How well do these criticisms hold up? Let’s take the first one, which is that most AIs are single-purpose devices and only do what they were trained to do. Certainly, that makes them different from humans, and if they were human, we would probably refer to them as having “savant syndrome” (formerly known as “idiot savants”). Even compared to those with savant syndrome, who can perform exceptionally well on some tasks such as drawing, calculating calendar dates, or playing a musical instrument, the AIs are deficient since most persons with savant syndrome can do a variety of other, albeit often simple, things. Truly intelligent people can apply their intelligence across a wide variety of areas, although there are those who are exceptionally able in some areas and closer to average in others. Most people can apply their learning in one area to another area or to a new situation that only somewhat resembles the situation in which their original learning took place. So far, AIs can’t do this, except within a circumscribed realm, such as using language although there are some which, after being trained for instance on playing one kind of game, can more quickly learn another or even produce intelligent responses on another game despite having no prior exposure to it. Progress is being made in these multipurpose (not yet general purpose) applications. These are first steps in creating a more general intelligence, so it is not something unachievable in principle, only something not achieved so far.
Criticisms of programs such as OpenAI’s ChatGPT, which will answer questions or complete essays or even compose fictional stories if given a prompt, are that they require training on hundreds of millions of samples of data before they can perform at near-human levels. I think those who make such criticisms haven’t got much idea how many words, for instance, we humans are exposed to as we mature into adults. A ten-year old child has been exposed to around 100 million words (not all different, but in different contexts, or sentences) and a 21-year-old adult has been exposed to considerably more than twice that number, which is much like a typical chat AI. Unlike the AIs, humans continue to be exposed to voluminous amounts of new data throughout their lives. I’m not at all sure that this criticism is valid.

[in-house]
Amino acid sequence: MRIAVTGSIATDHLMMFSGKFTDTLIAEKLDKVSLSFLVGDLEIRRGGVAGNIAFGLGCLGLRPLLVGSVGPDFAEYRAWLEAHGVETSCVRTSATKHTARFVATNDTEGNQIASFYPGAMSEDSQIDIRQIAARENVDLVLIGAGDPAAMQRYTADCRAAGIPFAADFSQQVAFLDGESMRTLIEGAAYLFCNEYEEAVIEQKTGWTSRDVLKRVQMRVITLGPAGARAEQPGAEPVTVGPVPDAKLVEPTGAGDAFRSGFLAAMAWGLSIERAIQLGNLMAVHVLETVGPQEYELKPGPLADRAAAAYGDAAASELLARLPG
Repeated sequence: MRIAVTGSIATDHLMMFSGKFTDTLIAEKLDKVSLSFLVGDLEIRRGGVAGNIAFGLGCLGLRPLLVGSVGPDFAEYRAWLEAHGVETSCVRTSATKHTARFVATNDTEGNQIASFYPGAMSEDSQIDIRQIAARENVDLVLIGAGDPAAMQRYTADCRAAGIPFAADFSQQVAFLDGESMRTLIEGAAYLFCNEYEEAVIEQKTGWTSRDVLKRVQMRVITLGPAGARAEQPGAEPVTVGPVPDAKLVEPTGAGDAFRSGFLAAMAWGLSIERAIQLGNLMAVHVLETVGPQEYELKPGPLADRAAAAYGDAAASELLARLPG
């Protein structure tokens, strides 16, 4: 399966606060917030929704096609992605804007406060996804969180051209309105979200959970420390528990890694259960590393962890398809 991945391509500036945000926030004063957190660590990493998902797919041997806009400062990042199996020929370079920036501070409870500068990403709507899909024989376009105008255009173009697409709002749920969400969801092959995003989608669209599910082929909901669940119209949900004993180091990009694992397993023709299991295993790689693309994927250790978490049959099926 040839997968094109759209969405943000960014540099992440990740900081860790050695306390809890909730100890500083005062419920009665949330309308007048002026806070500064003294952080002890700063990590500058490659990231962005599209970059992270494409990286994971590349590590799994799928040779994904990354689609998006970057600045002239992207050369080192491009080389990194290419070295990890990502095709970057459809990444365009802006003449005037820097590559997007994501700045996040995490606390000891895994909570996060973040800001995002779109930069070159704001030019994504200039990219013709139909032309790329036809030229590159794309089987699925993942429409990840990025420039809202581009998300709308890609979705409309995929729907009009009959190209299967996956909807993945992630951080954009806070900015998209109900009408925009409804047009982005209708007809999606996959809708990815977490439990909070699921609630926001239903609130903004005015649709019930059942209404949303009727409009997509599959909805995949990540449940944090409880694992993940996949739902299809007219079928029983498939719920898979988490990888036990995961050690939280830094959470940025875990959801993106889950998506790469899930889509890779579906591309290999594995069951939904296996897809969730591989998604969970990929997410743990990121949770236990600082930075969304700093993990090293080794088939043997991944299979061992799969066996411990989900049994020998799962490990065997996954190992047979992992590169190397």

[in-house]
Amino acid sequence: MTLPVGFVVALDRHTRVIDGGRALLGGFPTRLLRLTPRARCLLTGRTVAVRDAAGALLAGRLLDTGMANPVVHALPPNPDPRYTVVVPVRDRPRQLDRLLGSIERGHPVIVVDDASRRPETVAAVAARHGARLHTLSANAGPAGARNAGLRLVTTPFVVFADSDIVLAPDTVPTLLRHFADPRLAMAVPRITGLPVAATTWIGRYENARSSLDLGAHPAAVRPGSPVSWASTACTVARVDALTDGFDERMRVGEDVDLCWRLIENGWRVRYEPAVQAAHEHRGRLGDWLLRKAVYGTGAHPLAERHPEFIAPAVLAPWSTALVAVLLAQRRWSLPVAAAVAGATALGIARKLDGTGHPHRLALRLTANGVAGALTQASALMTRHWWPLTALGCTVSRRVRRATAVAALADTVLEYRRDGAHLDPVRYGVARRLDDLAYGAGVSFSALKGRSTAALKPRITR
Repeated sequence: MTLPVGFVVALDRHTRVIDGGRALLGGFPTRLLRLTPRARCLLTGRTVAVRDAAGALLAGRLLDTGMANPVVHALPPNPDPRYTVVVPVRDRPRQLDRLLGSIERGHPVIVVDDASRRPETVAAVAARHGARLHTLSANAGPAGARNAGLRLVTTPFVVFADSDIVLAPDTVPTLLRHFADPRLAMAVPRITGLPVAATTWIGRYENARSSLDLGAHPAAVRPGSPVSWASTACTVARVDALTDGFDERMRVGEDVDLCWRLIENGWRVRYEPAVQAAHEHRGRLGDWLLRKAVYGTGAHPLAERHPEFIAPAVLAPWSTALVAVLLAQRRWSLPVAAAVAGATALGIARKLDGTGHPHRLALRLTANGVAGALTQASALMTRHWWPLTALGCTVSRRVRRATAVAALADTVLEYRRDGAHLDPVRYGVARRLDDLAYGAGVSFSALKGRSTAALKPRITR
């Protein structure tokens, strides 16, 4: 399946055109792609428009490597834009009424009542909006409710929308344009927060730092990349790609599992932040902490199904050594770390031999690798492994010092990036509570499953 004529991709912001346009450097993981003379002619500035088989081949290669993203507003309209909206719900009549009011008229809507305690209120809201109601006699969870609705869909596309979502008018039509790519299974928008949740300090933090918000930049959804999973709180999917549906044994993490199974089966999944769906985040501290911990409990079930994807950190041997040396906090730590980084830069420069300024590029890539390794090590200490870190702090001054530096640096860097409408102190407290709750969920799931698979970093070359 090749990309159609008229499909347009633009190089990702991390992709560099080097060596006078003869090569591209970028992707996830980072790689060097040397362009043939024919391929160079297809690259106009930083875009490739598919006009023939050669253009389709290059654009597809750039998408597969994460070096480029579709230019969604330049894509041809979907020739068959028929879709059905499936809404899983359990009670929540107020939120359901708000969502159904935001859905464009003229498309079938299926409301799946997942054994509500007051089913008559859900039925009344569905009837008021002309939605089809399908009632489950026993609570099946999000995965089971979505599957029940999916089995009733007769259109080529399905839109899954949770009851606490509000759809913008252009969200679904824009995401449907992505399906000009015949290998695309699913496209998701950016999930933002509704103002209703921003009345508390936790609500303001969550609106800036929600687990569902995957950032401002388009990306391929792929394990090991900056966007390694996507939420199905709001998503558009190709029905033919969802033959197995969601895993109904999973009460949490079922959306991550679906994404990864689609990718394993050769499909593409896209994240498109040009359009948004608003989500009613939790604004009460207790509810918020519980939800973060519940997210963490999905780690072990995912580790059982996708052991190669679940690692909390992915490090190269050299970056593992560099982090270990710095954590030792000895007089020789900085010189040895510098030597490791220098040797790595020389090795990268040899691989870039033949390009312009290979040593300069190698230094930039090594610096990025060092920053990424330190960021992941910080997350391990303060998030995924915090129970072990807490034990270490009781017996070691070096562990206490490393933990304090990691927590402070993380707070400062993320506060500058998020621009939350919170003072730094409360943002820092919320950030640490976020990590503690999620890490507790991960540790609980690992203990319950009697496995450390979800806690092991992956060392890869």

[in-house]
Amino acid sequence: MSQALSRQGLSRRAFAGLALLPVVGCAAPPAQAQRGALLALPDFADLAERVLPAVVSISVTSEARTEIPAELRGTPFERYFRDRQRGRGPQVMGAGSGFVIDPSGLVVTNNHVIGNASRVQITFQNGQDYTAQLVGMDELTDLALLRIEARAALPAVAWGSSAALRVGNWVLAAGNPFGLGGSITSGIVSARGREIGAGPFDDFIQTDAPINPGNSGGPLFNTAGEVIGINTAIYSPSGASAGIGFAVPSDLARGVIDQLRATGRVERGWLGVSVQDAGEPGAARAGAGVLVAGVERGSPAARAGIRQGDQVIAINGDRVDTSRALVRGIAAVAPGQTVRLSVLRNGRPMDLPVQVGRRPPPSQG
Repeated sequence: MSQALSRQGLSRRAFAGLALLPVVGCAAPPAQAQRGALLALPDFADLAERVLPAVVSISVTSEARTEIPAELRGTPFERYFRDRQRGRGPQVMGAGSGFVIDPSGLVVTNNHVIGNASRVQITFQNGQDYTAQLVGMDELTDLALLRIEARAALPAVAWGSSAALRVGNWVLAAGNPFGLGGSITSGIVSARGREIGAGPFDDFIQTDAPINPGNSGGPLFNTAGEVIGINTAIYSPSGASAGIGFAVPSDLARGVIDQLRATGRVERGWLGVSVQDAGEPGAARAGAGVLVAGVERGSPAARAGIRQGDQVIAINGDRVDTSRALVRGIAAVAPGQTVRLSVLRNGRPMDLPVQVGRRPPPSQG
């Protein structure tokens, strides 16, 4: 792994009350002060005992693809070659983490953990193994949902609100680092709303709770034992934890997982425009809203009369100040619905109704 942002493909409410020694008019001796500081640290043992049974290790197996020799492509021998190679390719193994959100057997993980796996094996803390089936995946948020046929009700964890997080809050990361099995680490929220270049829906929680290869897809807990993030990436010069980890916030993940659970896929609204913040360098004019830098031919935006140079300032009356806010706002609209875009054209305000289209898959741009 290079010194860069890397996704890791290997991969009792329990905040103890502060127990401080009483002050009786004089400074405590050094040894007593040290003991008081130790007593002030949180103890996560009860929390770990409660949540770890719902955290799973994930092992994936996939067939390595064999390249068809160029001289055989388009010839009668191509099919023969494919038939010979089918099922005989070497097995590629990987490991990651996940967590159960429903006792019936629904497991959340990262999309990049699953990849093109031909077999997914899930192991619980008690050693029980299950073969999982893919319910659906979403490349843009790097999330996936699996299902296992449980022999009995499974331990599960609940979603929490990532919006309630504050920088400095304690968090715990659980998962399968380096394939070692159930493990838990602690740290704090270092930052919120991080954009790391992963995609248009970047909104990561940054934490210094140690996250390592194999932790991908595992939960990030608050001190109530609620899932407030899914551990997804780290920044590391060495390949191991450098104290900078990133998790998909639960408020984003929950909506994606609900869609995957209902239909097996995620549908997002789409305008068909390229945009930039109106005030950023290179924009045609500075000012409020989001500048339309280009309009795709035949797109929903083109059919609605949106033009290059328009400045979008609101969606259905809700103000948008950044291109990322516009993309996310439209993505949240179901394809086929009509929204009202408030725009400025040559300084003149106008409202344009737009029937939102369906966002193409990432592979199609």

While objections 1 and 2 can be answered by pointing out that we are only at the beginning of AI development, criticism 3 is more basic. Most people, including those within the AI field, exclude AIs from being able to understand what they learn or what they are doing because, being machines, they are inherently unable to be self-reflective. Critics phrase their views in various ways: computers can’t “understand” what they are doing, AI responses don’t have any “meaning” to the AI, they are just responding with the highest probability response to a context, given the corpus of data on which they were trained. These criticisms sound valid, but to make them so, it’s necessary to show that their opposite applies to humans. We all know what it means to understand something, right? Basically, we have two types of criteria: external criteria, such as the ability to answer questions about a subject, to relate it to other subjects, to paraphrase it, etc. and inner criteria, the feeling that something makes sense to us. AIs can meet the external criteria, but what about the inner criteria? I think most people’s argument is simply that AIs can’t feel anything, they have no “inner sense” in Kant’s words. But that answer is not satisfactory, because we have no evidence for or against it. We are in the same position with other people. We assume they feel something when they understand something, but we have no indication of that except through their external behavior, such as their words, their facial expressions, their actions. We can even question such a feeling. If someone tells us they understand something we aren’t as convinced as we would be if they showed it in their behavior. We, ourselves, can “feel” as if we understand something, but when we try to explain it, it turns out that we don’t. It happens a lot. So, the inner criterion is unreliable and unverifiable. We are left with external criteria for understanding and those are criteria many AIs can meet.